According to the statistic gathered by the Rape, Abuse, Incest and National Network (RAINN)
1 out of every 6 American women has been the victim of an attempted or completed rape in her lifetime (14.8% completed rape; 2.8% attempted rape).1
17.7 million American women have been victims of attempted or completed rape.1
9 of every 10 rape victims were female in 2003.2
While about 80% of all victims are white, minorities are somewhat more likely to be attacked.
Lifetime rate of rape /attempted rape for women by race:1
•All women: 17.6%
•White women: 17.7%
•Black women: 18.8%
•Asian Pacific Islander women: 6.8%
•American Indian/Alaskan women: 34.1%
•Mixed race women: 24.4%
About 3% of American men — or 1 in 33 — have experienced an attempted or completed rape in their lifetime.1
•In 2003, 1 in every ten rape victims were male.2
•2.78 million men in the U.S. have been victims of sexual assault or rape.1
15% of sexual assault and rape victims are under age 12.3
•29% are age 12-17.
•44% are under age 18.3
•80% are under age 30.3
•12-34 are the highest risk years.
• Girls ages 16-19 are 4 times more likely than the general population to be victims of rape, attempted rape, or sexual assault.
7% of girls in grades 5-8 and 12% of girls in grades 9-12 said they had been sexually abused.4
•3% of boys grades 5-8 and 5% of boys in grades 9-12 said they had been sexually abused.
In 1995, local child protection service agencies identified 126,000 children who were victims of either substantiated or indicated sexual abuse.5
•Of these, 75% were girls.
•Nearly 30% of child victims were between the age of 4 and 7.
93% of juvenile sexual assault victims know their attacker.6
•34.2% of attackers were family members.
•58.7% were acquaintances.
•Only 7% of the perpetrators were strangers to the victim.
Effects of Rape
Victims of sexual assault are: 7
3 times more likely to suffer from depression.
6 times more likely to suffer from post-traumatic stress disorder.
13 times more likely to abuse alcohol.
26 times more likely to abuse drugs.
4 times more likely to contemplate suicide.
Pregnancies Resulting from Rape
In 2004-2005, 64,080 women were raped.8 According to medical reports; the incidence of pregnancy for one-time unprotected sexual intercourse is 5%. By applying the pregnancy rate to 64,080 women, RAINN estimates that there were 3,204 pregnancies as a result of rape during that period.
This calculation does not account for the following factors which could lower the actual number of pregnancies:
•Rape, as defined by the NCVS, is forced sexual intercourse. Forced sexual intercourse means vaginal, oral, or anal penetration by offender(s). This category includes incidents where the penetration is from a foreign object such as a bottle. Certain types of rape under this definition cannot cause pregnancy.
•Some victims of rape may be utilizing birth control methods, such as the pill, which will prevent pregnancy.
•Some rapists may wear condoms in an effort to avoid DNA detection.
•Victims of rape may not be able to become pregnant for medical or age-related reasons.
This calculation does not account for the following factors which could raise the actual number of pregnancies:
•Medical estimates of a 5% pregnancy rate are for one-time, unprotected sexual intercourse. Some victimization may include multiple incidents of intercourse.
•Because of methodology, NCVS does not measure the victimization of Americans age 12 or younger. Rapes of these young people could results in pregnancies not accounted for in RAINN's estimates.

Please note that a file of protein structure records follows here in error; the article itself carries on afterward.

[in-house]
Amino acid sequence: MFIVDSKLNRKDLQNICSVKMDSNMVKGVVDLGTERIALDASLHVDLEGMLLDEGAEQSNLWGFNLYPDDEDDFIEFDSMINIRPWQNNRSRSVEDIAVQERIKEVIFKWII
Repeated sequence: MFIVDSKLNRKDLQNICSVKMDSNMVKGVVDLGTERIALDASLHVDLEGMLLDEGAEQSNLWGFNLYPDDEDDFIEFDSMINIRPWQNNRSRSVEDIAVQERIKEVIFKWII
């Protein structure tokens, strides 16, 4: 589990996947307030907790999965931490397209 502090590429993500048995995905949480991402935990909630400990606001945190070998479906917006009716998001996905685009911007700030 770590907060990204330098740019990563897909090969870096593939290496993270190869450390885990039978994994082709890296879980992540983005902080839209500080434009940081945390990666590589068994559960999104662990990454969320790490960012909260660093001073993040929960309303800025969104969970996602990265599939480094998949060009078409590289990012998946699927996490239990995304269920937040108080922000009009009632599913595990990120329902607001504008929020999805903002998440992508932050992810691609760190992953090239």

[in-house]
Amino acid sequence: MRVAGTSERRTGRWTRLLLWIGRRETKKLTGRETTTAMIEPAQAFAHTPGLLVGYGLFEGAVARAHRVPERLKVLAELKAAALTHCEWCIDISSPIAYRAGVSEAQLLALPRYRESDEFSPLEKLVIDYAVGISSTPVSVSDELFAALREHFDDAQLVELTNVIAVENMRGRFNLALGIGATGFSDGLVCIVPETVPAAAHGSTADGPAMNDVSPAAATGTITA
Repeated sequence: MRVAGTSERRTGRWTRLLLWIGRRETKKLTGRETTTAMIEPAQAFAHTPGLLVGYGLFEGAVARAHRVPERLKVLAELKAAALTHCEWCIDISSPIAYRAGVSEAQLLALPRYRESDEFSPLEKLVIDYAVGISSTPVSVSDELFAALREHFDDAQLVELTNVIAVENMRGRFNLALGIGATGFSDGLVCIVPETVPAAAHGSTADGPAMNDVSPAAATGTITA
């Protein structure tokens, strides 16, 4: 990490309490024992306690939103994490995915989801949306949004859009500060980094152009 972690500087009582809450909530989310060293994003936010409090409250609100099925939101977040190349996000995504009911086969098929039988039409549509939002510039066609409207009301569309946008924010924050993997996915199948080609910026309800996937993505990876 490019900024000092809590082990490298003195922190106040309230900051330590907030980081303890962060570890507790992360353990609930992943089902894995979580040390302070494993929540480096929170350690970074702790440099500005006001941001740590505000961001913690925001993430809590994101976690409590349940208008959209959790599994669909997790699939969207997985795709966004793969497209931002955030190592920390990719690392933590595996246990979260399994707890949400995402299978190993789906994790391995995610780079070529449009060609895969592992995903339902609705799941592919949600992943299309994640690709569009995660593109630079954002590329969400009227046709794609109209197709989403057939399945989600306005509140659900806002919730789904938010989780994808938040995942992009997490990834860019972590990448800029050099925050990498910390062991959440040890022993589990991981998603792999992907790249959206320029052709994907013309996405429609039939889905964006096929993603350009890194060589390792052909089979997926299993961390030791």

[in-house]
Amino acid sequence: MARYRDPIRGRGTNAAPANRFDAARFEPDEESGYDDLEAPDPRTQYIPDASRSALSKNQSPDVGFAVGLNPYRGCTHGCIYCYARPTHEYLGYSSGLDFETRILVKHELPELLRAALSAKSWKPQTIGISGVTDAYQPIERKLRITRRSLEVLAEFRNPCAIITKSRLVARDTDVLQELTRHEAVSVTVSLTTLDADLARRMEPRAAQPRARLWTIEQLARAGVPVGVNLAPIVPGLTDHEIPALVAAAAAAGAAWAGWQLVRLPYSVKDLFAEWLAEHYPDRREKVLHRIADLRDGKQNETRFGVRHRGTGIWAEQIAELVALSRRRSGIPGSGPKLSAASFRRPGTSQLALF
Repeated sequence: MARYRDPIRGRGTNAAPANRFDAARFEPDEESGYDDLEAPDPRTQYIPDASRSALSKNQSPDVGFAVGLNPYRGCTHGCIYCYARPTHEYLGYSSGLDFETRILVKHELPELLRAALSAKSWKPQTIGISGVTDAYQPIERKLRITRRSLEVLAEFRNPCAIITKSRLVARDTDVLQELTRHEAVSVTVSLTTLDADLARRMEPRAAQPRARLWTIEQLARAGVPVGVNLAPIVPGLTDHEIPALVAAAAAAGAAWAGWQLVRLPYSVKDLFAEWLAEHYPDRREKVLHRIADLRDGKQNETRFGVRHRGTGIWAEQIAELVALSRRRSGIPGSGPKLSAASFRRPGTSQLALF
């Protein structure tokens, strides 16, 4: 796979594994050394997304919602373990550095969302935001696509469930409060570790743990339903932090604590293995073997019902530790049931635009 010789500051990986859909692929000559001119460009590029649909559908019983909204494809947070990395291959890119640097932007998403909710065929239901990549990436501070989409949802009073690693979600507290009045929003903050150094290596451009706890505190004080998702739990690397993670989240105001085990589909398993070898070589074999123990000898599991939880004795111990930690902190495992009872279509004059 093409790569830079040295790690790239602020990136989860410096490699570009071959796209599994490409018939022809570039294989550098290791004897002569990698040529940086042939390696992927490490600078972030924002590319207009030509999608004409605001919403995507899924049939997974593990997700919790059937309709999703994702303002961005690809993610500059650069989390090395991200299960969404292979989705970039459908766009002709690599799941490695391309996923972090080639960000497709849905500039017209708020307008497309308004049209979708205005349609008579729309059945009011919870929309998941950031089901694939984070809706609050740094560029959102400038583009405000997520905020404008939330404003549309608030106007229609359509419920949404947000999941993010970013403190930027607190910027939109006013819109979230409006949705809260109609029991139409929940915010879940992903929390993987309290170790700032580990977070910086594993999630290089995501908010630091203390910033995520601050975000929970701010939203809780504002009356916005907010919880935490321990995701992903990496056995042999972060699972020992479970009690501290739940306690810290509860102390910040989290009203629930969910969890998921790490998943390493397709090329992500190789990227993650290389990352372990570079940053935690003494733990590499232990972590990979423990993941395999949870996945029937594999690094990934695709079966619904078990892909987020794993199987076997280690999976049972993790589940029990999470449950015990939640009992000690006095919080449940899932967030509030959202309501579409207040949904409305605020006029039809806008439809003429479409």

1. National Institute of Justice & Centers for Disease Control & Prevention. Prevalence, Incidence and Consequences of Violence against Women Survey. 1998.
2. U.S. Department of Justice. 2003 National Crime Victimization Survey. 2003.
3.U.S. Department of Justice. 2004 National Crime Victimization Survey. 2004.
4.1998 Commonwealth Fund Survey of the Health of Adolescent Girls. 1998.
5. U.S. Department of Health & Human Services, Administration for Children and Families. 1995 Child Maltreatment Survey. 1995.
6. U.S. Bureau of Justice Statistics. 2000 Sexual Assault of Young Children as Reported to Law Enforcement. 2000.
7. World Health Organization. 2002.
8. U.S. Department of Justice. 2005 National Crime Victimization Survey. 2005.
RAINN's Top Picks
Seek help via the National Sexual Assault Hotlines.
Learn more about sexual assault.
National Sexual Assault Hotline | 1.800.656.HOPE(4673) | Free. Confidential. 24/7.
Male Sexual Assault
Men and boys are also the victims of the crimes of sexual assault, sexual abuse, and rape. In fact, in the U.S., over 10% of all victims are male.2
Male survivors and others affected by sexual violence can receive free, confidential, live help through RAINN's National Sexual Assault Hotlines, 24/7. Call 1.800.656.HOPE to be connected to a local rape crisis center in your area, or visit the National Sexual Assault Online Hotline to get live help in an instant messaging format.
Stereotypes and Myths
There are various stereotypes and myths that impact male survivors' ability to face their sexual assault. These include:
•Men are immune to victimization.
•Men should be able to fight off attacks.
•Men shouldn't express emotion.
•Men enjoy all sex, so they must have enjoyed the assault.
•Male survivors are more likely to become sexual predators.
These stereotypes and myths can then lead to certain results for male victims of sexual assault, including:
•Dramatic loss of self-esteem
•Belief in their masculinity
•Feelings of shame, guilt, anger
•Feelings of powerlessness, apprehension, withdrawal, and embarrassment
•Fears that they won't be able to protect and support their families
•Self-destructive behavior (drinking, drug use, aggression)
•Questioning of sexual identity
Male survivors of sexual assault also may experience certain barriers to seeking support or services, either from friends and family or from organizations and institutions.